Each of the sensory systems has its own way of enhancing brain function, so it only makes sense that when learning stimulates multiple sensory systems, it is reinforced. Furthermore, essential brain functions like listening skills and conceptualization in general improve, and learners can apply new knowledge sooner and with more skill. Finally, learners are far less likely to be bored or zone out during learning modules if they're engaged via multiple sensory inputs.

Tips for Addressing All Senses when Training Pharmaceutical Reps

How can the trainer working with pharmaceutical reps incorporate more multi-sensory learning into their programs? It doesn't have to involve major expense or upheaval. Making sure that your imagery and videos are visually compelling is not only a bulwark against boredom, but provides more effective visual learning. Humans are naturally predisposed to absorbing relevant information that appeals to the sense of sight, and eLearning modules make visual learning materials easier to present.

Immersive audio that allows your learners to "escape" into the subject matter is another way to better engage learners with new materials. Audio learning material should blend seamlessly into other eLearning coursework, and of course well-spoken narration and excellent audio quality are essential. If you can incorporate kinetic activities into your learning modules, you'll solidify learning even more. One way to do this when training sales reps is to act out various sales scenarios, including objections, questions about data, and exchanges that call for the learner to bring up relevant marketing content on the spot.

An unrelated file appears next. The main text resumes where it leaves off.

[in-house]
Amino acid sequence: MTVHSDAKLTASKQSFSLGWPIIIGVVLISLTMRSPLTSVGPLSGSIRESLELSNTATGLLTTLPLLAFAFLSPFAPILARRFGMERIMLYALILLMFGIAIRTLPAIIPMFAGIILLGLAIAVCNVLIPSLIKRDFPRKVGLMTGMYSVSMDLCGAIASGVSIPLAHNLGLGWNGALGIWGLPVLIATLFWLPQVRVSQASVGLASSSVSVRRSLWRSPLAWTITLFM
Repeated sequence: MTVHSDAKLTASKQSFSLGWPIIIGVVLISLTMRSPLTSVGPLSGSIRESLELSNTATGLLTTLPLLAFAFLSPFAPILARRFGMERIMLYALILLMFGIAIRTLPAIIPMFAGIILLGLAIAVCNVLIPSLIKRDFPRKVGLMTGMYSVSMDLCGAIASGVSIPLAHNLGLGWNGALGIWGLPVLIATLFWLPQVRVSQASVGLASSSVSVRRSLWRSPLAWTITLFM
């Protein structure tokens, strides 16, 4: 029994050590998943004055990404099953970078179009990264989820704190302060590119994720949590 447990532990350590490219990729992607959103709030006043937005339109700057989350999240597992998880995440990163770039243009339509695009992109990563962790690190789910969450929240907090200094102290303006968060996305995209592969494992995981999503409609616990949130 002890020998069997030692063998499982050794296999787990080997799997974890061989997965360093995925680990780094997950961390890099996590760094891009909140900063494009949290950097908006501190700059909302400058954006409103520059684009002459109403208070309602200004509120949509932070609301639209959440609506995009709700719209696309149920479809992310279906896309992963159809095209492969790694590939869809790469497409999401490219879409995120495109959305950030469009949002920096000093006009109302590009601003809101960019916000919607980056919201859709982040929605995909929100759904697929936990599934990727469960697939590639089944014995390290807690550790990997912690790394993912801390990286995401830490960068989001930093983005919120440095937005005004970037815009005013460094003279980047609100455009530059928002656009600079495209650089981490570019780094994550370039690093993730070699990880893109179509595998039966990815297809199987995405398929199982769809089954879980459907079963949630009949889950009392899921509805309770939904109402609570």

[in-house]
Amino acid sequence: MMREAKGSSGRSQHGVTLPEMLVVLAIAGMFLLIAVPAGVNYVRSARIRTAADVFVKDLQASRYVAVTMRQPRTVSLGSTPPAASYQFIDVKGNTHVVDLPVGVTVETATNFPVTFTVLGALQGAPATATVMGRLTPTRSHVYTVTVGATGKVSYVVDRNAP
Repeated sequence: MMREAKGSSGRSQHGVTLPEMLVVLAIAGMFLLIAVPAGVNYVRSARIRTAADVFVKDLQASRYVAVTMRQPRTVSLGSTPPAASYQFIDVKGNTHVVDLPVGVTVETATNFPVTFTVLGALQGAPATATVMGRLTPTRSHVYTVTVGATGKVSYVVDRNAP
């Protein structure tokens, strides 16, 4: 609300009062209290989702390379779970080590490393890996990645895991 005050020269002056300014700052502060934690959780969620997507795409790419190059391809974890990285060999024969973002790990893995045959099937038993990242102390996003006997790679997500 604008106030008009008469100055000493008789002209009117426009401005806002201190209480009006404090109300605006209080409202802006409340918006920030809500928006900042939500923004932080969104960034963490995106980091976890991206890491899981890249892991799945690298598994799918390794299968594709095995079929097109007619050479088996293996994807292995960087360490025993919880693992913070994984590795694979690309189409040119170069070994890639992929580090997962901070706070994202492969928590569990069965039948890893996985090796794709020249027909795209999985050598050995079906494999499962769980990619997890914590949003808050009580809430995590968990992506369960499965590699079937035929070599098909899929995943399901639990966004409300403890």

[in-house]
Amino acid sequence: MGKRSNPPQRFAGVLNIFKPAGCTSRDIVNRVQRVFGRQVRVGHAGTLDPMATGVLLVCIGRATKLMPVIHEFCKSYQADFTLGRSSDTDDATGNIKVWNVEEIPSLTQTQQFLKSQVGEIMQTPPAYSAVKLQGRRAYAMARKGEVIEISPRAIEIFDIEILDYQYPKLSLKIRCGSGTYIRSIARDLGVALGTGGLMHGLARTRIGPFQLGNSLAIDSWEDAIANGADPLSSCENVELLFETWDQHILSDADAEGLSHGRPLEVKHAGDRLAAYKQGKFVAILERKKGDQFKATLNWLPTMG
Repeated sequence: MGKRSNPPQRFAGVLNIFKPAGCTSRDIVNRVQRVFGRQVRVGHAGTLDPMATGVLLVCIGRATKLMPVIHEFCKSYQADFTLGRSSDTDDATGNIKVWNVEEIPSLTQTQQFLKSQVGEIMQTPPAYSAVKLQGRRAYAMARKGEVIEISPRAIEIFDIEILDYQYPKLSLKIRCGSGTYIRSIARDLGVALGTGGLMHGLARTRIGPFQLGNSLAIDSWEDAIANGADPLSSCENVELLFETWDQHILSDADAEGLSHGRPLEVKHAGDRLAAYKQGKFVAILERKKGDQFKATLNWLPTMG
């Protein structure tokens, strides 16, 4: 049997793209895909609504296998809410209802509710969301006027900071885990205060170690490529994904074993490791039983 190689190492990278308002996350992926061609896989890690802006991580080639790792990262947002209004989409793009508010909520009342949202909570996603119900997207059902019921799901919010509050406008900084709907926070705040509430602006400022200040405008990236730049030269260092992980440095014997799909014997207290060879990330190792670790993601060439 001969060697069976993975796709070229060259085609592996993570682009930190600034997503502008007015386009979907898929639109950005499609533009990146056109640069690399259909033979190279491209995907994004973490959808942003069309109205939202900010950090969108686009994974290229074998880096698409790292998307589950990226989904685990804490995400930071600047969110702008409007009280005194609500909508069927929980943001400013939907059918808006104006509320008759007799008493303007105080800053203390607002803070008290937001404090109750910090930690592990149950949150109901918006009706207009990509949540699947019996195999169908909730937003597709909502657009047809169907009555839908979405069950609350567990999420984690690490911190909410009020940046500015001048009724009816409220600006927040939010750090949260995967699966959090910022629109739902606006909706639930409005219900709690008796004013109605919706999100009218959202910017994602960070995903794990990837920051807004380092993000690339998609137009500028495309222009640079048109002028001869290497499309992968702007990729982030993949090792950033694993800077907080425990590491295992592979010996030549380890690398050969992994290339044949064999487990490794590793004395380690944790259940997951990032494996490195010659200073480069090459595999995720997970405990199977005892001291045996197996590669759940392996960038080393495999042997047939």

Include Time for Reflection, Creation, and Testing

As important as multi-sensory input is for the efficient and effective learning environment, it's not the entire story. Time for reflection is also important. This is why learning experts have long argued in favor of a short (10-15 minute) break after roughly hour-long learning and study sessions. Physically getting away is ideal, whether that means going for a short walk, or making a trip to the vending machines for a snack. According to Huffington Post, these breaks are important for preventing mental stagnation and recouping energy expended learning and studying.

The old axiom "Use it or lose it" applies to learning just as it does to things like building muscle mass. When you were young and your teacher had you use vocabulary words in sentences, it was because owning new information and putting it to use helps you retain it better. "Creative" activities that require your learners to put new information to use (perhaps in a "gamified" learning module where leveling up requires putting new knowledge to use) reinforce new knowledge and skills. And finally, testing is important, because each time you retrieve newly learned information, you strengthen its "memory trace" so it's retrieved more efficiently in the future.

Multi-sensory learning isn't just a fad, but a proven technique that allows your learners to absorb information better, develop skills faster, and most importantly, retain information and skills so they can be put to work in real-world situations. It takes more effort to design learning modules that address multiple senses, but that effort pays off in more effective learning and a better training ROI. We invite you to have a look at our areas of training expertise, and let us know if we can help.

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Topics: Pharmaceutical Sales Training